'American Action Fund for Blind Children and Adults
Future Reflections
       Convention 2019      CONVENTION HIGHLIGHTS

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Welcome to Youth Track

by Amy Porterfield

Daniel Early teaches Makenzie Love to tie a tie.From the Editor: During the NFB National Convention, children ages three to ten are kept busy in NFB Childcare, and adults choose from a host of meetings and presentations. To meet the needs of young people between the ages of eleven and eighteen, the National Organization of Parents of Blind Children (NOPBC) has created Youth Track. In this article Youth Track coordinator Amy Porterfield shares a bit of the history of Youth Track and describes some of the fun and informative activities that keep teens engaged throughout convention week. Amy Porterfield is the director of SAAVI Services for the Blind, based in Tucson, Arizona.

My first experience with Youth Track occurred in 2010, when I enrolled my sighted son, who was in middle school at the time. The sighted children of blind parents and the sighted siblings of blind children have always been welcome in Youth Track. Most of them find it to be a great experience, even putting on learning shades to develop some nonvisual skills.

Over the years a number of different organizations took turns coordinating Youth Track activities at the NFB conventions. In 2017 SAAVI Services for the Blind partnered with the NOPBC to plan and run the annual session for teens, "Looking Good, Feeling Good." In this session, which is linked with the NFB fashion show, blind adults talk with the teens about how good personal grooming can boost confidence. The session involves hands-on skill building with applying makeup for girls and discussion with the boys about shaving.

Since that time staff from SAAVI have worked closely with NOPBC to plan and operate the Youth Track program. From eighty to one hundred teens and preteens sign up each year. Alyssa Bracamonte, the children's and youth coordinator at SAAVI, coordinated the 2019 Youth Track. Her mother is blind, so Alyssa knows about blindness from the inside.

A mentor teaches a group of girls to braid hair.Youth Track draws upon the talents and expertise of staff from the three NFB training centers as well as Federationists from throughout the country. At the 2019 convention, mathematician Al Maneki worked with the teens around tactile graphics, using the inTact Sketchpad. Other sessions involved STEM activities and tactile art projects. Braille was incorporated into all of the activities. The students had fun, but it was what Alyssa called "disguised learning."

Career planning is vital for all teens, and we take it seriously at Youth Track. Every year we seek out blind people with a variety of job experiences who can talk with the students. This year a teacher explained how she handles classroom management. The teens were fascinated to hear from a blind prosecutor who described how he investigates crime scenes nonvisually.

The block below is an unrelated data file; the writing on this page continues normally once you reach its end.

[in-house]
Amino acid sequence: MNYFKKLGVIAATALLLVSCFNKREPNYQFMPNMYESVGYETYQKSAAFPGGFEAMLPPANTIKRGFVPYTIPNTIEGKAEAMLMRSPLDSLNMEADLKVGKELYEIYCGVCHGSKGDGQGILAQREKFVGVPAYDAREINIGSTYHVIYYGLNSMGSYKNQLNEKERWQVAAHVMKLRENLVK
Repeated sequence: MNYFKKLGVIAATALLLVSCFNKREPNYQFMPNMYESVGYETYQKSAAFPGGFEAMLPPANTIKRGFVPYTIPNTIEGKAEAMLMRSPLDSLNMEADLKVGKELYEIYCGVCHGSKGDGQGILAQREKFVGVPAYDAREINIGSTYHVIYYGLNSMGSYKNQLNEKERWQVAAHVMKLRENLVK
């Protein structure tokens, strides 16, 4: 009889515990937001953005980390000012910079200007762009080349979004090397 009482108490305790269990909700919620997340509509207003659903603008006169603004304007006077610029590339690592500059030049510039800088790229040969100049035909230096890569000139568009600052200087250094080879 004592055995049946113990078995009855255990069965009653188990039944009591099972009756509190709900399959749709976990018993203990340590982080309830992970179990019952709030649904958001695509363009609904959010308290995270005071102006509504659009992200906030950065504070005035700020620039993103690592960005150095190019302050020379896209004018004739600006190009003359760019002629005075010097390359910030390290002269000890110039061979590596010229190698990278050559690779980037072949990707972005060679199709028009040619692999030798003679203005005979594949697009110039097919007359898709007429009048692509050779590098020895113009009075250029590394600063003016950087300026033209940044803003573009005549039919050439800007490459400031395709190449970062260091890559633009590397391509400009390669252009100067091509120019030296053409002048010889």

The students in Youth Track take part in the annual Cane Walk. Orientation and mobility instructors lead them in confidence-building activities such as taking escalators and finding locations in the hotel, all under learning shades and using the long white cane. Some of the teens have never used a cane before. We make sure they take NFB canes with them when they leave.

One of the most memorable Youth Track activities was a scavenger hunt called the Exhibit Hall Challenge. The exhibit hall at convention consists of two vast rooms filled with booths that display the products and services of various companies and organizations. The booths are numbered, and they are arranged in large rectangles, but the rooms are very crowded and the noise level is daunting. Teams of students were assigned to visit particular booths and bring back evidence such as information packets and free samples.

Youth Track students get a basic cane lesson.Early in convention week the Youth Track students and mentors attended the meeting of the Resolutions Committee. Teens sometimes have trouble with the language and phrasing of the resolutions, so afterwards the group met for a separate seminar to review the resolutions one by one. The mentors explained each resolution in lay terms. The students were especially interested in the "Let us play us" resolution, which calls for blind actors to be cast as blind characters on screen. One student voiced concern that the resolution was too narrow. Why should blind actors be restricted to playing the roles of blind characters? Why couldn't casting opportunities be wide open?

The teens in Youth Track attended the NFB board meeting and the general sessions. Youth Track mentors sat with them to help explain what was going on. In addition, the teens were involved in discussions about NFB philosophy and what it means to be blind. In all these activities the Youth Track mentors aimed to create a space where the teens could talk frankly about their experiences in middle and high school.

Throughout convention week Youth Track mentors helped the teens understand the philosophy and purpose of the Federation. They tried to show the students that they are part of the larger organization. Students were encouraged to participate in the NFB as fully as possible. The issues that blind people face affect us all, and age is no barrier to getting involved. During the Youth Track wrap-up at the close of convention, many students said they couldn't wait to go home and become full members of the NFB.

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